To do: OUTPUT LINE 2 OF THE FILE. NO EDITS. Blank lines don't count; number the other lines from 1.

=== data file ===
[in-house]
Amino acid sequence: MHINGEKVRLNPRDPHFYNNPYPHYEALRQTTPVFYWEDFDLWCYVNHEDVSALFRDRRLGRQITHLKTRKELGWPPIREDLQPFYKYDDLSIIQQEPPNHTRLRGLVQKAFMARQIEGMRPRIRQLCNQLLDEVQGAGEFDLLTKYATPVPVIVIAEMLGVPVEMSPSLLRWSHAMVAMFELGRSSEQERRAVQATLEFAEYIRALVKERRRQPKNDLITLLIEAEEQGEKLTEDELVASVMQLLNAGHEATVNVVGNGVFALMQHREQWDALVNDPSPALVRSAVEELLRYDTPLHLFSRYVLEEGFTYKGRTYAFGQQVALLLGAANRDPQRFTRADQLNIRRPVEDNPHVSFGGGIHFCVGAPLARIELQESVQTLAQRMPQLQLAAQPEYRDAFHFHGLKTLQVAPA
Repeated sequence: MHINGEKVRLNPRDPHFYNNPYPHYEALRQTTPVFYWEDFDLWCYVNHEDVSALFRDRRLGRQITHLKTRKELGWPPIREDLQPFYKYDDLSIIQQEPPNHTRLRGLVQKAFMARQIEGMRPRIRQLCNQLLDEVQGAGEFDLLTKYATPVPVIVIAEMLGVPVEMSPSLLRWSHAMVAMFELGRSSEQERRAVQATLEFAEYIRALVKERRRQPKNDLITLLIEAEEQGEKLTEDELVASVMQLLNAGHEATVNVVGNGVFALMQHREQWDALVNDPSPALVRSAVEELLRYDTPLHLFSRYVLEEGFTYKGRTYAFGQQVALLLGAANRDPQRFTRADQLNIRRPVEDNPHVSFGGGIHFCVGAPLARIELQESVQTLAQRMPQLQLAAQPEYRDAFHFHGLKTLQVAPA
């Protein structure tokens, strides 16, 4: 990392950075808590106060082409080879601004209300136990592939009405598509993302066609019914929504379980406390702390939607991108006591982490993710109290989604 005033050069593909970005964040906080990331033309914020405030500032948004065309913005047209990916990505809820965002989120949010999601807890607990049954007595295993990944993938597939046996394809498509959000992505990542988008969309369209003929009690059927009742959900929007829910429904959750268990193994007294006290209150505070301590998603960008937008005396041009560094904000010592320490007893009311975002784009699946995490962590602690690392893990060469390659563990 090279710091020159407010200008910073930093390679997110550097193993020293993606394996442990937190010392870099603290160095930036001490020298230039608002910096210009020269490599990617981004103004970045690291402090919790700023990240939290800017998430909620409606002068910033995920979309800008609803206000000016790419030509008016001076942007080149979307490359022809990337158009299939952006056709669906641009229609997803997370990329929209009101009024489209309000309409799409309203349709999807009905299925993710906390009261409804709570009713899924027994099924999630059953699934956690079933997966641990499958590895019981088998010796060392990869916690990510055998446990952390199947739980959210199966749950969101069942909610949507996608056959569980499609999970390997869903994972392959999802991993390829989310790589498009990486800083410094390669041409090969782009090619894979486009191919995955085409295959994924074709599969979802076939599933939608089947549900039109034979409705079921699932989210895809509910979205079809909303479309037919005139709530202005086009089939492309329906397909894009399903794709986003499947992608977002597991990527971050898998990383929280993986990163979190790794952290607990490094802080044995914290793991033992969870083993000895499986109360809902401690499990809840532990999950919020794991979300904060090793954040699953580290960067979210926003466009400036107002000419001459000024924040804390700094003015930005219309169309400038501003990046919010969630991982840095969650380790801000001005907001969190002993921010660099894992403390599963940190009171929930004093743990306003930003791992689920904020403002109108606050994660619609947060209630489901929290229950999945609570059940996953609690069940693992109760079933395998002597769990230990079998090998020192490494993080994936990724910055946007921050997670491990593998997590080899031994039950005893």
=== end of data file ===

Amino acid sequence: MHINGEKVRLNPRDPHFYNNPYPHYEALRQTTPVFYWEDFDLWCYVNHEDVSALFRDRRLGRQITHLKTRKELGWPPIREDLQPFYKYDDLSIIQQEPPNHTRLRGLVQKAFMARQIEGMRPRIRQLCNQLLDEVQGAGEFDLLTKYATPVPVIVIAEMLGVPVEMSPSLLRWSHAMVAMFELGRSSEQERRAVQATLEFAEYIRALVKERRRQPKNDLITLLIEAEEQGEKLTEDELVASVMQLLNAGHEATVNVVGNGVFALMQHREQWDALVNDPSPALVRSAVEELLRYDTPLHLFSRYVLEEGFTYKGRTYAFGQQVALLLGAANRDPQRFTRADQLNIRRPVEDNPHVSFGGGIHFCVGAPLARIELQESVQTLAQRMPQLQLAAQPEYRDAFHFHGLKTLQVAPA